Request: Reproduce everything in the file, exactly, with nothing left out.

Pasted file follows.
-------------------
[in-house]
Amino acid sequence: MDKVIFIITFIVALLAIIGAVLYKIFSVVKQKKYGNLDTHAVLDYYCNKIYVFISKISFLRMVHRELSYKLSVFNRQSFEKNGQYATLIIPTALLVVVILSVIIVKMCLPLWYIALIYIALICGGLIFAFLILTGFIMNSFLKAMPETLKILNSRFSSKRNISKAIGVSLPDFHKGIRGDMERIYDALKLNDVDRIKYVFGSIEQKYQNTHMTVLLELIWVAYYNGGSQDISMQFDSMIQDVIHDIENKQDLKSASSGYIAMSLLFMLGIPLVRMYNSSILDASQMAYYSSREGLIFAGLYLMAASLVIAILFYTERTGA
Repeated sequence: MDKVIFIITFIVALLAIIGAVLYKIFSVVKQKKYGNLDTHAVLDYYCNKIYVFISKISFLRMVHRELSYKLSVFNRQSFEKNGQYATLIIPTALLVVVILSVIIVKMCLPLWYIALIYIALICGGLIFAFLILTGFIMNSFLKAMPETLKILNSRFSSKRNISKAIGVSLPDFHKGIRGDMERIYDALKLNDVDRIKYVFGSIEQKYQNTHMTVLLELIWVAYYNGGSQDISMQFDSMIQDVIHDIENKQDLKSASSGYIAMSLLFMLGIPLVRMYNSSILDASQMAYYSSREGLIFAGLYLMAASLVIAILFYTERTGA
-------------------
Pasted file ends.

[in-house]
Amino acid sequence: MDKVIFIITFIVALLAIIGAVLYKIFSVVKQKKYGNLDTHAVLDYYCNKIYVFISKISFLRMVHRELSYKLSVFNRQSFEKNGQYATLIIPTALLVVVILSVIIVKMCLPLWYIALIYIALICGGLIFAFLILTGFIMNSFLKAMPETLKILNSRFSSKRNISKAIGVSLPDFHKGIRGDMERIYDALKLNDVDRIKYVFGSIEQKYQNTHMTVLLELIWVAYYNGGSQDISMQFDSMIQDVIHDIENKQDLKSASSGYIAMSLLFMLGIPLVRMYNSSILDASQMAYYSSREGLIFAGLYLMAASLVIAILFYTERTGA
Repeated sequence: MDKVIFIITFIVALLAIIGAVLYKIFSVVKQKKYGNLDTHAVLDYYCNKIYVFISKISFLRMVHRELSYKLSVFNRQSFEKNGQYATLIIPTALLVVVILSVIIVKMCLPLWYIALIYIALICGGLIFAFLILTGFIMNSFLKAMPETLKILNSRFSSKRNISKAIGVSLPDFHKGIRGDMERIYDALKLNDVDRIKYVFGSIEQKYQNTHMTVLLELIWVAYYNGGSQDISMQFDSMIQDVIHDIENKQDLKSASSGYIAMSLLFMLGIPLVRMYNSSILDASQMAYYSSREGLIFAGLYLMAASLVIAILFYTERTGA